There followed three settings of the ‘Christe eleison’ in alternatim. The choir all together sang the first, from the tenth century, Roger Williams played the second from the fourteenth century on the organ while the choir completed the third, all together.
There followed two compositions from the early fifteenth century to honour Mary, the mother of God. The first ‘Sancta Maria, non est Tibi similis’ (arranged for organ) was by John Dunstable and was played by Roger Williams.
The second, ‘Alma Redemptoris Mater’ for solo voice and organ by Guillaume Dufay was played on the organ by Roger Williams and sung by a young baritone, William Brown, a first year choral scholar, quite movingly performed by both, I thought.
We moved on to ‘Deus misereator’ by the Scottish composer Robert Johnson, not to be confused with the later Tudor English composer and lutenist of the same name and certainly not with the black American blues guitarist also with the same name!
I really enjoyed this piece. The choir brought out the fine rich choral counterpoints of the music. There were fine solo groups and the soprano soloist was absolutely delightful. When the full chorus came in after the smaller ensemble, the result was really inspiring.
We moved on to music of the Reformation in Scotland. The extensive setting of ‘Our Father’ by John Angus was made far more attractive by the alternation of the strong soprano section in unison against the lower voices, men and women in rich harmonies. The final section was sung in unison by the whole choir.
There followed the first of two organ pieces, ‘Music Fyne’, by the Aberdeen born composer John Black, played on the organ by Ronald Leith. These two pieces were reconstructed by Dr Charles Foster. He arranged them for his instrumental players in the Kincorth Waits and when I told him that these had been performed as organ pieces, he said that they would have worked very well like that – and he was absolutely right. The two psalm settings of Psalm 124 ‘Now Israel may say, and that truly’ were alternated using music by the composers David Peebles and Andro Kemp.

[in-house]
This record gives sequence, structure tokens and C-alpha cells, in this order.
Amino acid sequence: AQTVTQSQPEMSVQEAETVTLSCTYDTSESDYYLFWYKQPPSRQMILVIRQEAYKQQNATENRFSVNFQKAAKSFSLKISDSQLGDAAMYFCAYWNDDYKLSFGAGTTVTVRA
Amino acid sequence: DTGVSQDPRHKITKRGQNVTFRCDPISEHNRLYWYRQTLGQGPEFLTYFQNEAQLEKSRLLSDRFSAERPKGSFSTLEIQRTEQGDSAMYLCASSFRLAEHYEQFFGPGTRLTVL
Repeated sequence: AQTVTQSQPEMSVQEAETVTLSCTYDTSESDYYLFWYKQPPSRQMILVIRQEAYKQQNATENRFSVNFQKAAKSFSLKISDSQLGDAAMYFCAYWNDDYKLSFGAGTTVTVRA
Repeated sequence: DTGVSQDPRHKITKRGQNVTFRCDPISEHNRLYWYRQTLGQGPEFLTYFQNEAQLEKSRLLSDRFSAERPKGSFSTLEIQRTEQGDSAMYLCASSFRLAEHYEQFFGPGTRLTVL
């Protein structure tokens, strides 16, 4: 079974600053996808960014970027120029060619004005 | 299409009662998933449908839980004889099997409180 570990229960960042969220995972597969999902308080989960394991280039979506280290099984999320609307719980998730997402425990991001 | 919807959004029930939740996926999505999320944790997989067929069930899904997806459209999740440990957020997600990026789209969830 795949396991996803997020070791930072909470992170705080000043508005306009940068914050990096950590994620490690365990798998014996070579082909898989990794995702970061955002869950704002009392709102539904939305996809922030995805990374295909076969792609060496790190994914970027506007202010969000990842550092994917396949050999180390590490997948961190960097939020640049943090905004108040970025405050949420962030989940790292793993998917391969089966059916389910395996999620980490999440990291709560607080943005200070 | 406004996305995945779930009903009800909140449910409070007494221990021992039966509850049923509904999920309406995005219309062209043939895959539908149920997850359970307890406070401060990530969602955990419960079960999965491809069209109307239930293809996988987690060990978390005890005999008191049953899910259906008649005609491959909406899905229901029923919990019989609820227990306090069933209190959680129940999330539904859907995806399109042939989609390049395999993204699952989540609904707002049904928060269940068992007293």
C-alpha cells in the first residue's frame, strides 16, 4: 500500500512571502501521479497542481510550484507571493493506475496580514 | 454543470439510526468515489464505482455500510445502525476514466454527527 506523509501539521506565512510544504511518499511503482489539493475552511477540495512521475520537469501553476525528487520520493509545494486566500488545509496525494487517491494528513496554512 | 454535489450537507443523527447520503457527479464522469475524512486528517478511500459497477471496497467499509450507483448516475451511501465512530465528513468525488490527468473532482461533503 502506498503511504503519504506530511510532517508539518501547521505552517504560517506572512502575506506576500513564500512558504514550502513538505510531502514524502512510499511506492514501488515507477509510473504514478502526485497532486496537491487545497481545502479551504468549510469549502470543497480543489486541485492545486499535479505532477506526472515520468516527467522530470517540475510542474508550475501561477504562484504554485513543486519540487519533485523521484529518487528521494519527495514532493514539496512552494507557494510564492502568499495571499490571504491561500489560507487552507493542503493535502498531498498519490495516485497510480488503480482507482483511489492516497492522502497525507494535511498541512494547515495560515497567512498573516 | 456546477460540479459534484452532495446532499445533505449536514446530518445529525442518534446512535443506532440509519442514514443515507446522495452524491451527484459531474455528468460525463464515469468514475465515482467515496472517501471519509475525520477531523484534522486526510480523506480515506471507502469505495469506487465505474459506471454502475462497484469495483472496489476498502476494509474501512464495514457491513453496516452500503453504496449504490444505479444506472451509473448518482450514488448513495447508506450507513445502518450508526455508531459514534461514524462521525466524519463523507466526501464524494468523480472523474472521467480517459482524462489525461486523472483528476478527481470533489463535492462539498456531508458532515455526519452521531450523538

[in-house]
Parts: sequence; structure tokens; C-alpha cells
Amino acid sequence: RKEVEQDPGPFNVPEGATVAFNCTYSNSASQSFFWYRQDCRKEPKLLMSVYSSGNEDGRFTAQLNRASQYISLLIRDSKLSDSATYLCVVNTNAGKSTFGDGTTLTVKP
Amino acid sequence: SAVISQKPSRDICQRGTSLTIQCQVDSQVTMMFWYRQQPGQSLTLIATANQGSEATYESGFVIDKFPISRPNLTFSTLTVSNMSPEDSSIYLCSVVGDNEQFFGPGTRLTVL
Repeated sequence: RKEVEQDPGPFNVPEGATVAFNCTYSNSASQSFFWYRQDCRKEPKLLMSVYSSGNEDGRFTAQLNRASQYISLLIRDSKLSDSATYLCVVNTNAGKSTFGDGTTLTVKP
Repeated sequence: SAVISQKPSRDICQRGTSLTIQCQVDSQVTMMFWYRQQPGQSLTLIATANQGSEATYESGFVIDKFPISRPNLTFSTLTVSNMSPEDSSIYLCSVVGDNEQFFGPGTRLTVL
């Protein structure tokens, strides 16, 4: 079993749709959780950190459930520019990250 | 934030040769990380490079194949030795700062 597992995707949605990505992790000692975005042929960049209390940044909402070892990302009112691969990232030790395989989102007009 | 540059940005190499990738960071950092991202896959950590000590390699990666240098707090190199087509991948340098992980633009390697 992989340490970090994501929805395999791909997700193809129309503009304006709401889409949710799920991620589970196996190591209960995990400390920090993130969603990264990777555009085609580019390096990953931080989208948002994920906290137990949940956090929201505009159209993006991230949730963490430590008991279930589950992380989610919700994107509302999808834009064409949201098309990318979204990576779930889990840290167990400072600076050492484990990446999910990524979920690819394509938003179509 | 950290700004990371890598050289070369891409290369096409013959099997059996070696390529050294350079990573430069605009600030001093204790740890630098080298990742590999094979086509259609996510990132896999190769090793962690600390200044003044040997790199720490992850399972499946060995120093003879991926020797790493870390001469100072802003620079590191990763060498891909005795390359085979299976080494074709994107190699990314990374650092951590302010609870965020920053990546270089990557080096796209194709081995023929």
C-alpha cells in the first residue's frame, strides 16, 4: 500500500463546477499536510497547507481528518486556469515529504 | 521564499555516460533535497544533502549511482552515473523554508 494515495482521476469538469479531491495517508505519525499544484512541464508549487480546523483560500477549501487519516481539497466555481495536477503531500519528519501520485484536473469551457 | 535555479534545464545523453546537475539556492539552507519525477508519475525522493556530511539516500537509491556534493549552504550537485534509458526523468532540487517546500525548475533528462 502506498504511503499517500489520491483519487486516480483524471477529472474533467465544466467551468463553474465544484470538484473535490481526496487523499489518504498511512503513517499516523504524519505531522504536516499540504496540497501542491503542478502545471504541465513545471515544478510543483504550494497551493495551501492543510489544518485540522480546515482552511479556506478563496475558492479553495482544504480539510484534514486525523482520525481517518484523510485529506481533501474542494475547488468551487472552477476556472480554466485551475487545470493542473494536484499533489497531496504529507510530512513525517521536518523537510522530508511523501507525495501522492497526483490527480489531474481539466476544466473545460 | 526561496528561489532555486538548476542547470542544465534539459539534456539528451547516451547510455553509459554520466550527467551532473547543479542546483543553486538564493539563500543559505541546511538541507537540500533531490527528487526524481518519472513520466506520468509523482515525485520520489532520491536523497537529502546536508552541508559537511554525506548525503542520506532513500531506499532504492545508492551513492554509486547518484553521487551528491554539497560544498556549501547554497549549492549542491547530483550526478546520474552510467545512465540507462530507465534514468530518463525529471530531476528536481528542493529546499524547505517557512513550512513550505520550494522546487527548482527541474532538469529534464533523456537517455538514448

The second simpler and shorter but still attractive organ piece by John Black, ‘Little Black’ was followed by the final piece in the concert ‘The Articles of the Christian Faith – (All my Belief) effectively the Credo, composed by John Angus. It was set in harmony, sung splendidly by the choir. The Rev. Dr. Alan Falconer and Dr Roger Williams cordially invited the congregation to join in the second half of the piece. Actually the rhythmic word setting was not that easy but I did my best to try to follow the sopranos. Frankly, these days I’m getting past it – but I did try my best!
The second concert in the series is on Sunday 15th March when D. James Ross and his Early Music Choir Musick Fyne will present a programme of music by the Renaissance Scottish composer Robert Carver. This performance in St. Machar’s Cathedral will also begin at 4 pm.